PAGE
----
NetChoice’s Chris Marchese on Fighting Against Social Media Restrictions

Chris Marchese NetChoice
Headshot of Chris Marchese. Courtesy of NetChoice

The trade association NetChoice — which represents tech companies like Meta, Google, TikTok and Snapchat — has been at the forefront of the emerging battle between attempts to regulate online speech and social media access and First Amendment protections for freedom of speech.

NetChoice challenged social media laws in both Texas and Florida which similarly aim to prevent social media companies from moderating content based on users’ viewpoints. The Supreme Court agreed in September to hear the challenges, and justices will be tasked with determining whether the First Amendment prohibits such legislation.

The court heard nearly four hours of oral arguments on Monday, and the justices seemed skeptical of the Texas and Florida laws. Justice Samuel Alito expressed concern over social platforms’ content moderation, questioning if it’s “anything more than a euphemism for censorship.” But Justice Brett Kavanaugh disagreed with the use of the term censorship as applied to the actions of private companies.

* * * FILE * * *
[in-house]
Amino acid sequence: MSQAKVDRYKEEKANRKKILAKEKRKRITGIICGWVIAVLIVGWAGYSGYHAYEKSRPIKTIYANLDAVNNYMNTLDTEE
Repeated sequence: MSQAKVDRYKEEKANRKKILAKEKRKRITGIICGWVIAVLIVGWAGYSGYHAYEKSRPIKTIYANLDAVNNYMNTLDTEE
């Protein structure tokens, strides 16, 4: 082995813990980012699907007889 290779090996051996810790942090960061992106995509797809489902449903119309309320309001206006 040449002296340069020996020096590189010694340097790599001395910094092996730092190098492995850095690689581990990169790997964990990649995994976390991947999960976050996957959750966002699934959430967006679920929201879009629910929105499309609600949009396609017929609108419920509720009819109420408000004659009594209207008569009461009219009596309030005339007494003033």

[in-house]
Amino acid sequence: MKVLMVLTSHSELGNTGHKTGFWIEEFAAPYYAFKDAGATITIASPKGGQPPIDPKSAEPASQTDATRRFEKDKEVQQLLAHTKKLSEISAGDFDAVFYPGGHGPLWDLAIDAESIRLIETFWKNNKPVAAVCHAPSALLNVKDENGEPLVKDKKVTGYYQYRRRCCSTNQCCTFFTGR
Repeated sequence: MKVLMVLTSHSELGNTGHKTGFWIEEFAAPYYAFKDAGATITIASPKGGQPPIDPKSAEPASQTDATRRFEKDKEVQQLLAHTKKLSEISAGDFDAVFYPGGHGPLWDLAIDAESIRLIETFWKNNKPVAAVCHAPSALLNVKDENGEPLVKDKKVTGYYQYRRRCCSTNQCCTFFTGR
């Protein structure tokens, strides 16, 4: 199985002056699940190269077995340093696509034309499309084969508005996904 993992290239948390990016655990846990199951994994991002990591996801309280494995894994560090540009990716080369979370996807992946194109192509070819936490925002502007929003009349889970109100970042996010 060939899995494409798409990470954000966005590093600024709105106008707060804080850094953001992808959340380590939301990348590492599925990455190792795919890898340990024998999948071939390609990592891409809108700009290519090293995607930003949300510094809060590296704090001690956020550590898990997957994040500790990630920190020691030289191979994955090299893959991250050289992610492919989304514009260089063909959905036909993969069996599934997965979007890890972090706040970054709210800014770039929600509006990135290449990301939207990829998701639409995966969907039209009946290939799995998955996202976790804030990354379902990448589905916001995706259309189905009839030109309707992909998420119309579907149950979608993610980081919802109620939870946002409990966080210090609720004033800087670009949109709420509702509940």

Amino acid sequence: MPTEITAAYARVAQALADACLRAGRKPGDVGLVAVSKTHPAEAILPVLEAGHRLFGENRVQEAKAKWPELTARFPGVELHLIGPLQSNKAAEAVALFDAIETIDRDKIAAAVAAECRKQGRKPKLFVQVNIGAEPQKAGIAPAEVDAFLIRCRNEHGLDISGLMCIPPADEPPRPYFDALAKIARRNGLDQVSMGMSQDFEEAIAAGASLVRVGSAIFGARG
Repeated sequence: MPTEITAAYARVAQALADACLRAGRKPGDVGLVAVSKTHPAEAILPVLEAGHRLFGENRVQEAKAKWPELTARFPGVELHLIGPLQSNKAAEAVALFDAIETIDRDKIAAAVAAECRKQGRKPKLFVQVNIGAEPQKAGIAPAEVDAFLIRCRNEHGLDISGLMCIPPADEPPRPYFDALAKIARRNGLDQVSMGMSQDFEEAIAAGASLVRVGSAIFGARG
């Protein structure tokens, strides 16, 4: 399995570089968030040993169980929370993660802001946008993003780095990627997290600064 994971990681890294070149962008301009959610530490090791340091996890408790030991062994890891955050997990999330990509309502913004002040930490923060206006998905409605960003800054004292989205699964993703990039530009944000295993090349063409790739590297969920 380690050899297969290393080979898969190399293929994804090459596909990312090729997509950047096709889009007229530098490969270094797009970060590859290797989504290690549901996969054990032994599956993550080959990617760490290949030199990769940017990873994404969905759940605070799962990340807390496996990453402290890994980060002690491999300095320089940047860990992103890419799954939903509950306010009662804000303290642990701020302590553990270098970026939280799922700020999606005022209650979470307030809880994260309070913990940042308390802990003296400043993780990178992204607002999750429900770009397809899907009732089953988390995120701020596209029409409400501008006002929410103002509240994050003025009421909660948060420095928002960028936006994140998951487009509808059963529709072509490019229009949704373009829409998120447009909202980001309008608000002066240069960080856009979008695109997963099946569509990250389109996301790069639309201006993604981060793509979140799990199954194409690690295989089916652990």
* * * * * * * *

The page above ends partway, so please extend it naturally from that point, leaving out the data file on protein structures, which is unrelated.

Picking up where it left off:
“When I think of Orwellian, I think of the state, not private individuals,” Justice Kavanaugh said.

Director of NetChoice’s Litigation Center, Chris Marchese, said in a press release following the arguments that the organization is “confident the Supreme Court will agree” with its First Amendment arguments. 

“The First Amendment not only protects free speech, free expression, and free thought from government interference. It does so unapologetically,” he said. “Just as the government couldn’t force Benjamin Franklin to publish its preferred messages in his newspapers, Florida and Texas can’t force websites to curate, display, and spread their preferred content.”